After losing a coin toss and seeing overall number one pick goal John Vanbiesbrouck go to Florida, the first player selected by the Anaheim Mighty Ducks in the Expansion Draft was goaltender Guy Hebert from the St. Louis Blues. Of all the players drafted by the Mighty Ducks that day, Hebert would be the one with the longest tenure. The rest of the roster drafted is listed below in alphabetical order:
||San Jose Sharks
|Bob Corkum||Center||Buffalo Sabres|
|Bob Dollas||Defense||Detroit Red Wings|
|Mark Ferner||Defense||Ottawa Senators|
|Stu Grimson (A)||Left Wing||Chicago Blackhawks|
|Sean Hill||Defense||Montreal Canadiens|
|Bill Houlder||Defense||Buffalo Sabres|
|Alexei Kasatonov||Defense||New Jersey Devils|
|Steven King||Right Wing||New York Rangers|
|Randy Ladouceur (A)||Defense||Hartford Whalers|
|Lonnie Loach||Left Wing||Los Angeles Kings|
|Troy Loney (C)||Left Wing||Pittsburgh Penguins|
|Joe Sacco||Left Wing||Toronto Maple Leafs|
|Anatoli Semenov||Center||Vancouver Canucks|
|Jarrod Skalde||Center||New Jersey Devils|
|Tim Sweeney||Right Wing||Boston Bruins|
|Jim Thompson||Right Wing||Los Angeles Kings|
|David Williams||Defense||San Jose Sharks|
|Terry Yake||Center||Hartford Whalers|
|Ron Tugnutt||Goalie||Edmonton Oilers|
|Guy Hebert||Goalie||St. Louis Blues|
Following the expansion draft and free agent signings, the team was full of experienced, mostly past their prime veterans and career AHL-ers. By no means did management go out of its way to attract new talent with high level contracts. Having the billion dollar juggernaut with Disney as owners didn't mean there was a free cash flow for the front office to work with. Unfortunately, this would be a reoccurring theme throughout Disney's tenure.
Like their namesakes, this band of misfits was set and ready for opening night. The expectations for the franchise weren't high, and facing the Detroit Red Wings weren't going to make things easier. On October 8, 1993, in front of a maximum capacity crowd at the Arrowhead Pond of Anaheim, the 1993-1994 Mighty Ducks took to the ice for their first official NHL game. The nerves showed on the new team and they lost 2-7. While the team may have lost, Sean Hill will be written into the team's history for scoring the first ever goal, on the power play nonetheless, in franchise history. The team would not have to wait long for their first win. On October 13th versus the Edmonton Oilers, the Mighty Ducks notched their first franchise win by a score of 4-3.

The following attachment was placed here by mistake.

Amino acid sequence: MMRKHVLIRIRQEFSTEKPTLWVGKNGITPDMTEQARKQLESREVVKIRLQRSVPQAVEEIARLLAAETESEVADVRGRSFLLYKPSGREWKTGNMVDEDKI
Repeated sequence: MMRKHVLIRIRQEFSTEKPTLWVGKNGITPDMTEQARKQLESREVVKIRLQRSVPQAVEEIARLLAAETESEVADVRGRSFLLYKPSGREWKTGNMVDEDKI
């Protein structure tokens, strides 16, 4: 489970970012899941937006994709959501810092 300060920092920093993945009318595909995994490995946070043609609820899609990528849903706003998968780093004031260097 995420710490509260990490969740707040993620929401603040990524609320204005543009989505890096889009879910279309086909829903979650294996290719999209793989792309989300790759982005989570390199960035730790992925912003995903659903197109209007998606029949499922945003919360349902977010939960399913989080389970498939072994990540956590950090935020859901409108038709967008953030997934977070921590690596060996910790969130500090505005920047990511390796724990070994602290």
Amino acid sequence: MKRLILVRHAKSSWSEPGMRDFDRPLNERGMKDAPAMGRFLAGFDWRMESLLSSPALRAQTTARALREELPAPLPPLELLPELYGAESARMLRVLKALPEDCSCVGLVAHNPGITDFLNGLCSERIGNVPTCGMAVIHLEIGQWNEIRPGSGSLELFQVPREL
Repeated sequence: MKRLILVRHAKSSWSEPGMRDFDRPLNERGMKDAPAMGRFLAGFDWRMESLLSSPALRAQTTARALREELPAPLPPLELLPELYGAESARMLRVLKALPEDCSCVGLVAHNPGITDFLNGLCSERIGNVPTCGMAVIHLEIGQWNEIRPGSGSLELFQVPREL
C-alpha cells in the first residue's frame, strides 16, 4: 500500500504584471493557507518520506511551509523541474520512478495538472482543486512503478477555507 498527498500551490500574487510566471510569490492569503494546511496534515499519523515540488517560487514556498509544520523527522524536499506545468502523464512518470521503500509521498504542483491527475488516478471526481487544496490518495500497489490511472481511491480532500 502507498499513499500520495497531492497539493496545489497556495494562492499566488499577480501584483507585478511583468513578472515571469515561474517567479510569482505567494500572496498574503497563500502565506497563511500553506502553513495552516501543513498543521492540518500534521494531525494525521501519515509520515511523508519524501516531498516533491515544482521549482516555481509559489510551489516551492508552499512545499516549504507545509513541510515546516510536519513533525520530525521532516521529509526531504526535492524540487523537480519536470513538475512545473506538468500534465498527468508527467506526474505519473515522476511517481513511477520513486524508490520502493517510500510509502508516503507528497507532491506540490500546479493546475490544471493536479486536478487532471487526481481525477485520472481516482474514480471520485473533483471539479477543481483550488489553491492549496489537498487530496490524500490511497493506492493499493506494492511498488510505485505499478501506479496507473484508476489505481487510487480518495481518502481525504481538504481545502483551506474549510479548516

It would go on to be a better than expected season for a first year franchise, seeing as the now two years old San Jose Sharks won only 17 games their first season. The Mighty Ducks would end the season fourth in the Pacific (ahead of the Oilers and Kings) with 71 points and a 33-46-5 record. Those that have come to Duck U only in the past few semesters forget how far we've come, and take for granted the strength of the current team. Let's compare the team leaders from the 1993-1994 season to the 2010-2011 team to see how far we've come:
|Category||93-94 Mighty Ducks||Total||10-11 Ducks||Total|
|Goals||Bob Corkum||23||Corey Perry||50|
|Assists||Terry Yake||31||Ryan Getzlaf||57|
|Points||Terry Yake||52||Corey Perry||98|
|+/- Rating||Bob Dollas||+20||Toni Lydman||+32|
|Penalty Minutes||Todd Ewen||272||George Parros||171|
|Power Play Goals||Tim Sweeny & Troy Loney||6||Teemu Selanne||16|
|Shorthanded Goals||Bob Corkum||3||Corey Perry||4|
|Game Winning Goals||Gary Valk||5||Corey Perry||11|
|Shots on Goal||Joe Sacco||206||Corey Perry||290|
|Save Percentage||Mikhail Shtalenkov||.908||Ray Emery||.926|
Quite the growth spurt! As with any new team (or re-building team), you have to stink for a while in order to get better. Many of the names you see above on the right would be the result of off and on struggles of the organization. As for the Mighty Ducks, help would be right around the corner. For their first ever draft pick, a young Paul Kariya out of the University of Maine had finished his last season at school, and was now believed to be NHL ready. Little did young Kariya realize that the hopes and dreams of the franchise would be heaped upon this young man from the moment his skate hit the ice at the Pond.
And that's where we'll end for today. Look for more lessons from all of our professors throughout the 2011-2012 school year. Take notes. There will be a test at the end.